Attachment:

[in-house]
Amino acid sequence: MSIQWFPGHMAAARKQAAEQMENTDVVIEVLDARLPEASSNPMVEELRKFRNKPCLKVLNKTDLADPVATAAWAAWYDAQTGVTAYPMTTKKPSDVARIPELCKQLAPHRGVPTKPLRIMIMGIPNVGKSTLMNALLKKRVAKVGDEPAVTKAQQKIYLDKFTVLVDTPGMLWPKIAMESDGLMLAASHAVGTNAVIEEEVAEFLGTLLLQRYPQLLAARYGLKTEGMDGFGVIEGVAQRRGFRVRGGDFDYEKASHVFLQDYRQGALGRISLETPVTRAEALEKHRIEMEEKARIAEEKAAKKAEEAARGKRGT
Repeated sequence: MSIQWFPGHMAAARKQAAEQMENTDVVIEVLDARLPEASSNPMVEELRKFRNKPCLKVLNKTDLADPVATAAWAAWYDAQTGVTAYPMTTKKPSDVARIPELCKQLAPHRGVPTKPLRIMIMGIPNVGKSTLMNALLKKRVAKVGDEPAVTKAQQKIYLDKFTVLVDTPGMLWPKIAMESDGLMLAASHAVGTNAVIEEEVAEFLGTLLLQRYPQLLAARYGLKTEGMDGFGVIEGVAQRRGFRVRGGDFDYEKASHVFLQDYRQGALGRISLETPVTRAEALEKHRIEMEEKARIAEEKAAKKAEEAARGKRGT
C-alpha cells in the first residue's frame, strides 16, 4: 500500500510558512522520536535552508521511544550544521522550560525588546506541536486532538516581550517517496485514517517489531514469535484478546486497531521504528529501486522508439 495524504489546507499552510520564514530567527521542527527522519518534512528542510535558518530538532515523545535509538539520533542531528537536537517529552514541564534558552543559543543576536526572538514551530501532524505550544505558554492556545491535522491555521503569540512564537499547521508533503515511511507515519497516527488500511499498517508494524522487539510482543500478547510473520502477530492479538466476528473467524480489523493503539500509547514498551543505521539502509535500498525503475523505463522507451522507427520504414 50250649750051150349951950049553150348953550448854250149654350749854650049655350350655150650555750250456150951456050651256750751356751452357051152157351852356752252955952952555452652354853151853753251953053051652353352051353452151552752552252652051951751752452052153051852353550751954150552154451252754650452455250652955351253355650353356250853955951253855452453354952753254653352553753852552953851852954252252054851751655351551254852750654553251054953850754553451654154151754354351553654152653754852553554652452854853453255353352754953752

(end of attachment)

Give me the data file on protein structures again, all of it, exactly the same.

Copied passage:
[in-house]
Amino acid sequence: MSIQWFPGHMAAARKQAAEQMENTDVVIEVLDARLPEASSNPMVEELRKFRNKPCLKVLNKTDLADPVATAAWAAWYDAQTGVTAYPMTTKKPSDVARIPELCKQLAPHRGVPTKPLRIMIMGIPNVGKSTLMNALLKKRVAKVGDEPAVTKAQQKIYLDKFTVLVDTPGMLWPKIAMESDGLMLAASHAVGTNAVIEEEVAEFLGTLLLQRYPQLLAARYGLKTEGMDGFGVIEGVAQRRGFRVRGGDFDYEKASHVFLQDYRQGALGRISLETPVTRAEALEKHRIEMEEKARIAEEKAAKKAEEAARGKRGT
Repeated sequence: MSIQWFPGHMAAARKQAAEQMENTDVVIEVLDARLPEASSNPMVEELRKFRNKPCLKVLNKTDLADPVATAAWAAWYDAQTGVTAYPMTTKKPSDVARIPELCKQLAPHRGVPTKPLRIMIMGIPNVGKSTLMNALLKKRVAKVGDEPAVTKAQQKIYLDKFTVLVDTPGMLWPKIAMESDGLMLAASHAVGTNAVIEEEVAEFLGTLLLQRYPQLLAARYGLKTEGMDGFGVIEGVAQRRGFRVRGGDFDYEKASHVFLQDYRQGALGRISLETPVTRAEALEKHRIEMEEKARIAEEKAAKKAEEAARGKRGT
C-alpha cells in the first residue's frame, strides 16, 4: 500500500510558512522520536535552508521511544550544521522550560525588546506541536486532538516581550517517496485514517517489531514469535484478546486497531521504528529501486522508439 495524504489546507499552510520564514530567527521542527527522519518534512528542510535558518530538532515523545535509538539520533542531528537536537517529552514541564534558552543559543543576536526572538514551530501532524505550544505558554492556545491535522491555521503569540512564537499547521508533503515511511507515519497516527488500511499498517508494524522487539510482543500478547510473520502477530492479538466476528473467524480489523493503539500509547514498551543505521539502509535500498525503475523505463522507451522507427520504414 50250649750051150349951950049553150348953550448854250149654350749854650049655350350655150650555750250456150951456050651256750751356751452357051152157351852356752252955952952555452652354853151853753251953053051652353352051353452151552752552252652051951751752452052153051852353550751954150552154451252754650452455250652955351253355650353356250853955951253855452453354952753254653352553753852552953851852954252252054851751655351551254852750654553251054953850754553451654154151754354351553654152653754852553554652452854853453255353352754953752